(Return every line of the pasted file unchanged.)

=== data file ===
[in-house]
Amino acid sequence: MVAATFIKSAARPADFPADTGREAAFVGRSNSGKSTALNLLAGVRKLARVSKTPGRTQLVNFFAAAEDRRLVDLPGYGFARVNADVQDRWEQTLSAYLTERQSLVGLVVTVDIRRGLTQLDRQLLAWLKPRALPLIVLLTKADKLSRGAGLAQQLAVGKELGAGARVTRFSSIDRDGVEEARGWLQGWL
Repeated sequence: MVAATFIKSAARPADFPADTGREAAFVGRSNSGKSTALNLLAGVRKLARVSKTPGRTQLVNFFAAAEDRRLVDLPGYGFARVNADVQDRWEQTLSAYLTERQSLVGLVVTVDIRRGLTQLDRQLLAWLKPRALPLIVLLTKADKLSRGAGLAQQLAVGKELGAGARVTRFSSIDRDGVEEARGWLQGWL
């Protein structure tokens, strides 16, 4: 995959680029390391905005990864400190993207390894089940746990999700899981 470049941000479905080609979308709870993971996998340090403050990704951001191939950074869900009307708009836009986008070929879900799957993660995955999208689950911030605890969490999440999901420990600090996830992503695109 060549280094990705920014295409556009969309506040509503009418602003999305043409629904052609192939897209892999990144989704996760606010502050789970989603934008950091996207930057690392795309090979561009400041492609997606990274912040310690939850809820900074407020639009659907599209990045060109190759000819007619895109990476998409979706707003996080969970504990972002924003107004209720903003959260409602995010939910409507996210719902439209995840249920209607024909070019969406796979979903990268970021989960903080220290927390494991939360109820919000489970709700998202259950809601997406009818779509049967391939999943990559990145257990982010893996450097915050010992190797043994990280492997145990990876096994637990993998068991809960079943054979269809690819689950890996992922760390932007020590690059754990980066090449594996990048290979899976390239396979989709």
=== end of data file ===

[in-house]
Amino acid sequence: MVAATFIKSAARPADFPADTGREAAFVGRSNSGKSTALNLLAGVRKLARVSKTPGRTQLVNFFAAAEDRRLVDLPGYGFARVNADVQDRWEQTLSAYLTERQSLVGLVVTVDIRRGLTQLDRQLLAWLKPRALPLIVLLTKADKLSRGAGLAQQLAVGKELGAGARVTRFSSIDRDGVEEARGWLQGWL
Repeated sequence: MVAATFIKSAARPADFPADTGREAAFVGRSNSGKSTALNLLAGVRKLARVSKTPGRTQLVNFFAAAEDRRLVDLPGYGFARVNADVQDRWEQTLSAYLTERQSLVGLVVTVDIRRGLTQLDRQLLAWLKPRALPLIVLLTKADKLSRGAGLAQQLAVGKELGAGARVTRFSSIDRDGVEEARGWLQGWL
């Protein structure tokens, strides 16, 4: 995959680029390391905005990864400190993207390894089940746990999700899981 470049941000479905080609979308709870993971996998340090403050990704951001191939950074869900009307708009836009986008070929879900799957993660995955999208689950911030605890969490999440999901420990600090996830992503695109 060549280094990705920014295409556009969309506040509503009418602003999305043409629904052609192939897209892999990144989704996760606010502050789970989603934008950091996207930057690392795309090979561009400041492609997606990274912040310690939850809820900074407020639009659907599209990045060109190759000819007619895109990476998409979706707003996080969970504990972002924003107004209720903003959260409602995010939910409507996210719902439209995840249920209607024909070019969406796979979903990268970021989960903080220290927390494991939360109820919000489970709700998202259950809601997406009818779509049967391939999943990559990145257990982010893996450097915050010992190797043994990280492997145990990876096994637990993998068991809960079943054979269809690819689950890996992922760390932007020590690059754990980066090449594996990048290979899976390239396979989709």